Okay, so Peter Dunne serves as the supervising producer starting here in season four, and he’ll continue that role throughout seasons five and six, as well.  Honestly, that says it all.  If I had a resume that said I was supervising producer of KL for seasons four, five, and six, and it had absolutely nothing else on it besides that, I would still go to my grave a happy man, very proud of the excellent work I did and the art I helped to contribute to the world.  However, Dunne has a big resume which includes lots of other credits, and what’s probably most interesting, something that we’re not going to really discuss for a couple of seasons, is that during the 1985-1986 season, Dallas and KL swapped producers.  Peter Dunne moved over to work on the dreadful dream season of Dallas while David Paulsen (last discussed as the writer of our tenth Brief Dallas Interlude, Jock’s Will) moved over from his post on Dallas to be supervising producer on KL for its seventh season.  That’s going to be an interesting topic to discuss when we get there, because we all saw how the ninth season of Dallas turned out, I.E. it sucked really hard and set the tone for the next five fucking seasons to follow.  How could Dunne do such amazing work on KL and then serve as producer for such a shitty season of Dallas?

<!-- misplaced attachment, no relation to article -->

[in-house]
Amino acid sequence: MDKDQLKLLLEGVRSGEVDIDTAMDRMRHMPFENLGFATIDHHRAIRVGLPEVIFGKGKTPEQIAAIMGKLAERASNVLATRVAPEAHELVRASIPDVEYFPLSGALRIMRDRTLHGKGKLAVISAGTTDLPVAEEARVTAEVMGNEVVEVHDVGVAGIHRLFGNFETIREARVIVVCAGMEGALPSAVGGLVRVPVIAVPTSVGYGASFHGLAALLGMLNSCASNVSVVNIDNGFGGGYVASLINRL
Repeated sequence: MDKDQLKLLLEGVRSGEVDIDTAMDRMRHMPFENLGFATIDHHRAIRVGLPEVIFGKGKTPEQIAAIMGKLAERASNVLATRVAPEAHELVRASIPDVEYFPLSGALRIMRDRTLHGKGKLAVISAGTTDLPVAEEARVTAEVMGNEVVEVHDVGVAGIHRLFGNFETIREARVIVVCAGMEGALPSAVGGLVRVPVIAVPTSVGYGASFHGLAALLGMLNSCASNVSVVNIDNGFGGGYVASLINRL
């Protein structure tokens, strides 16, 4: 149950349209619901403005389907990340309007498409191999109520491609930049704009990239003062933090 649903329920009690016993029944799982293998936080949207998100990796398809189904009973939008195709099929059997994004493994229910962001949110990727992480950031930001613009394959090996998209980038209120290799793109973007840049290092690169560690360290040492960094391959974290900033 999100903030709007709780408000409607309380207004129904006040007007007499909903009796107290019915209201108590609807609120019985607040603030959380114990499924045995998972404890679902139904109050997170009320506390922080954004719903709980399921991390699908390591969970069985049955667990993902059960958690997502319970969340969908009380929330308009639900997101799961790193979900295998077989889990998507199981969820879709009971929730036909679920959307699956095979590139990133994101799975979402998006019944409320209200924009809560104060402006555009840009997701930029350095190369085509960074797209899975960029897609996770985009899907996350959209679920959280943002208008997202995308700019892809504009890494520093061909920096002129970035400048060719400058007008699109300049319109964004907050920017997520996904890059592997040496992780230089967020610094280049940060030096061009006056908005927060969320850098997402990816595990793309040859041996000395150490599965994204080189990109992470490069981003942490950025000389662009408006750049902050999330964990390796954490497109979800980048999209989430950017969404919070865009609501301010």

In any case, that’s not really important to the topic at hand.  I just bring up Peter Dunne because he’s been our producer all throughout this fourth season and he serves as the writer of Willing Victims.  The other interesting thing to note is that series creator David Jacobs (the genius pictured below) serves as the man behind the camera and directs this week’s episode, his first time doing so.  We’ve discussed his scripts several times in the past, starting with our very first Brief Dallas Interlude (Reunion: Part One) as well as Interludes two and four (Reunion: Part Two and Return Engagements).  In addition, he wrote the KL Pilot that introduced us to this wonderful world and he wrote Will the Circle Be Unbroken?, the episode that first introduced us to Lilimae and explored her turbulent relationship with Val.  Now he’s the director and he’s going to end up directing eight eps, with his last directorial effort being the double whammy of brilliance Noises Everywhere: Part One and Noises Everywhere: Part Two, from season nine (hardcore KL fans should immediately remember what those eps are all about).  Anyway, Willing Victims is his first time working as the director of an ep, and I immediately noticed that he brought a lot of energy and style to the proceedings, an energy unique and different from some of the other directors I’ve admired throughout the course of the last 74 eps.  For instance, we begin the show with Val running.  As I watched her run, I noted that there is a “full circle” feeling to this, because what was the very first thing we saw as we began season four with A Brand New Day?  That’s right, it was Val going for a run.  Now here we are in the season finale and the ep begins the same way.  Yes, I’m well aware that Val goes running in a ton of eps, but I don’t think it’s a coincidence that we begin the premiere of season four and the finale of season four with the same scene.  Also, on the topic of stylistic flourishes, Jacobs makes a cool choice here when Val runs directly into the camera, which sorta goes blurry and un-focuses before refocusing on poor Gary in his prison cell.  Nice directorial work!